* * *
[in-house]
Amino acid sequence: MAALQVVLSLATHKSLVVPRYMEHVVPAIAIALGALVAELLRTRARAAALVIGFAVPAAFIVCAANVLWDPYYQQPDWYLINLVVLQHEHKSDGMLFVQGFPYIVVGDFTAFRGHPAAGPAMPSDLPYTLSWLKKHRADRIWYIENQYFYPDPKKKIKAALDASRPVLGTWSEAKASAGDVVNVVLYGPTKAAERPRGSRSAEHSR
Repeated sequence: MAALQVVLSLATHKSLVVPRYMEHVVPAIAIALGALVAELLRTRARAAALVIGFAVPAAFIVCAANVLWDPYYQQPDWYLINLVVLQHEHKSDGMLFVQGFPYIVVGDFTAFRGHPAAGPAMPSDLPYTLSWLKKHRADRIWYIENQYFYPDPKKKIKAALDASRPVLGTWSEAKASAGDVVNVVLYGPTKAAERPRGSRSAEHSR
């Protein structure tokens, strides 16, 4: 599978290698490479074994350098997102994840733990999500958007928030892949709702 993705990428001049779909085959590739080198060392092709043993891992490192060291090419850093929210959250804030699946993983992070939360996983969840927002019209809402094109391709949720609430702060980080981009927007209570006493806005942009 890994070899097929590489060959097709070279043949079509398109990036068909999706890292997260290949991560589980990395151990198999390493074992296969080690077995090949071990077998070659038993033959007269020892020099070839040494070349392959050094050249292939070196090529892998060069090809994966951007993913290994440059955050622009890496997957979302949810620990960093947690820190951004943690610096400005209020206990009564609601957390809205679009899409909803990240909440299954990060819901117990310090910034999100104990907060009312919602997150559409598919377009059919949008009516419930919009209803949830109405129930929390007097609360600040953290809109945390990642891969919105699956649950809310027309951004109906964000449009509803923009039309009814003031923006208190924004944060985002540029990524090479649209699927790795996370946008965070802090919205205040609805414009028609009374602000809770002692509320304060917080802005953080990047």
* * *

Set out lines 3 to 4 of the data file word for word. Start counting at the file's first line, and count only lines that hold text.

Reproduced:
Repeated sequence: MAALQVVLSLATHKSLVVPRYMEHVVPAIAIALGALVAELLRTRARAAALVIGFAVPAAFIVCAANVLWDPYYQQPDWYLINLVVLQHEHKSDGMLFVQGFPYIVVGDFTAFRGHPAAGPAMPSDLPYTLSWLKKHRADRIWYIENQYFYPDPKKKIKAALDASRPVLGTWSEAKASAGDVVNVVLYGPTKAAERPRGSRSAEHSR
């Protein structure tokens, strides 16, 4: 599978290698490479074994350098997102994840733990999500958007928030892949709702 993705990428001049779909085959590739080198060392092709043993891992490192060291090419850093929210959250804030699946993983992070939360996983969840927002019209809402094109391709949720609430702060980080981009927007209570006493806005942009 890994070899097929590489060959097709070279043949079509398109990036068909999706890292997260290949991560589980990395151990198999390493074992296969080690077995090949071990077998070659038993033959007269020892020099070839040494070349392959050094050249292939070196090529892998060069090809994966951007993913290994440059955050622009890496997957979302949810620990960093947690820190951004943690610096400005209020206990009564609601957390809205679009899409909803990240909440299954990060819901117990310090910034999100104990907060009312919602997150559409598919377009059919949008009516419930919009209803949830109405129930929390007097609360600040953290809109945390990642891969919105699956649950809310027309951004109906964000449009509803923009039309009814003031923006208190924004944060985002540029990524090479649209699927790795996370946008965070802090919205205040609805414009028609009374602000809770002692509320304060917080802005953080990047």